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keytruda

MSD withdraws European application of Keytruda combo in lung cancer

MSD has been forced to withdraw its EU marketing application for Keytruda (pembrolizumab) in combination with pemetrexed and carboplatin as a first-line treatment for metastatic non-squamous non-small cell lung cancer (NSCLC), despite the combination already gaining approval in the US back in May this year.

MSD plays catch up with €464m deal for fledgling biotech

MSD has announced that it will acquire Rigontec, a three-year old German biotech, in a deal worth an initial €115 million and with further payments worth up to €349 million. The biotech only recently completed a recent Series A financing round that brought in close to €30 million, making MSD’s buyout a huge success for investors and a show of faith from MSD in the technology behind the company.

MSD’s Keytruda hits rare snag, floundering in confirmatory trial

Since the PD-1/PD-L1 immunotherapies have hit the market, they have revolutionised cancer care for many patients yet, with the science not completely understood, there have been some trial results that have surprised everyone. Another shock was revealed as MSD (known as Merck in North America) admitted that Keytruda had failed to hit its primary endpoint in previously treated recurrent or metastatic head and neck squamous cell carcinoma (HNSCC).

FDA shutters MSD’s Keytruda combination trials in myeloma

Following on from the news last month that enrolment for Keytruda being used alongside Celgene’s Imnovid and Revlimid would have to be stopped, comes the complete halt called to three trials involving Keytruda.

LifeArc rebrands and sets up £500m research fund

The UK medical research charity formerly known as MRC Technology has rebranded to be known as LifeArc. At the same time, it has announced that it will provide £500 million in funds to support to innovations in antimicrobials, neuroscience, personalised oncology and respiratory medicine.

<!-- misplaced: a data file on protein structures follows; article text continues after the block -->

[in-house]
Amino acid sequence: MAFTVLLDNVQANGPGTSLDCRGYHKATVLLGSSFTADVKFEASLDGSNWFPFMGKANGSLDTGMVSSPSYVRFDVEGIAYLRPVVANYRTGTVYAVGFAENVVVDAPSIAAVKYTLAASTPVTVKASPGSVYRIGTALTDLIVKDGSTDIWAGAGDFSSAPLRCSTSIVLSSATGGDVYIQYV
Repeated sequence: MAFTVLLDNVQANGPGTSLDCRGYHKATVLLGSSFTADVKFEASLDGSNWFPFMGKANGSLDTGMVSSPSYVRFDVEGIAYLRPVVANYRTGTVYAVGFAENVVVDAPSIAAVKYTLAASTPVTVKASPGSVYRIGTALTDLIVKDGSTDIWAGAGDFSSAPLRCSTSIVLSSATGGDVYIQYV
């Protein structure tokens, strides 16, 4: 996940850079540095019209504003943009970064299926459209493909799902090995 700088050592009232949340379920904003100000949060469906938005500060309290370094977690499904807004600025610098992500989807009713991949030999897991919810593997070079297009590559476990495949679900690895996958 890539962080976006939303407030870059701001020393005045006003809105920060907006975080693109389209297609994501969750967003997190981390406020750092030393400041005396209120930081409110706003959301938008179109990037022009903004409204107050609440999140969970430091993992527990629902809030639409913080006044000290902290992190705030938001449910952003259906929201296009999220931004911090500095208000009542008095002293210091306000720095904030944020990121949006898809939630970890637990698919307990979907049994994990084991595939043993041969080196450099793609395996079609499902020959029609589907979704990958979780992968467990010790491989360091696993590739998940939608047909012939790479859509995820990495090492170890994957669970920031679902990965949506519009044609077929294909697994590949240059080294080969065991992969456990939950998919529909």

MSD receives first FDA approval based on specific genetic feature

In a historic first, MSD (known as Merck in North America) has received approval for its immunotherapy treatment Keytruda in patients with a specific genetic feature, otherwise known as a biomarker. This means that patients who have a biomarker known as microsatellite instability-high (MSI-H) or mismatch repair deficient (dMMR) will be able to receive the treatment.

Asia-Pacific NSCLC market to more than double to $6.2bn by 2023

New research from intelligence provider GBI Research has indicated that the non-small cell lung cancer (NSCLC) market in the Asia-Pacific (APAC) region is set to grow by more than 100% to be worth $6.2 billion by 2023, up from $3 billion in 2016. The advent of key therapies including BMS’ Yervoy (ipilimumab) and necitumumab, also known as Eli Lilly’s Portrazza is given as primary drivers of this growth.

MSD’s Keytruda notches another FDA approval in Hodgkin lymphoma

MSD, otherwise known as Merck in North America, continues to score indication successes with Keytruda, this time in Hodgkin lymphoma. The particular indication is within patients who are refractory to treatment or who have relapsed after three or more previous attempts at treatment.

Immunotherapy: The three major treatments that are changing cancer prognoses

Published on 13/03/17 at 11:56am

The promise of Immunotherapy as a game-changer for cancer treatment has been evident since its advent in the space. However, 2016 was the year where it really came to the fore. We examine the leading immunotherapies in the market and their development as we move further into 2017.

From the moment of the first indication for a first-line treatment, immunotherapy became the go-to treatment for a select group of patients, and the results it demonstrated were more than encouraging – even if they were only available to specific candidates for treatment.

NICE knocks back MSD's Keytruda for lung cancer indication

MSD’s immunotherapy drug Keytruda (pembrolizumab) has been knocked back by the National Institute of Health and Care Excellence (NICE) for the treatment of untreated PD-L1-positive metastatic lung cancer.

NICE’s decision was spurred by the “immaturity of the data” provided by MSD, which made it impossible to accurately determine Keytruda’s overall survival benefits compared to current standard of care.

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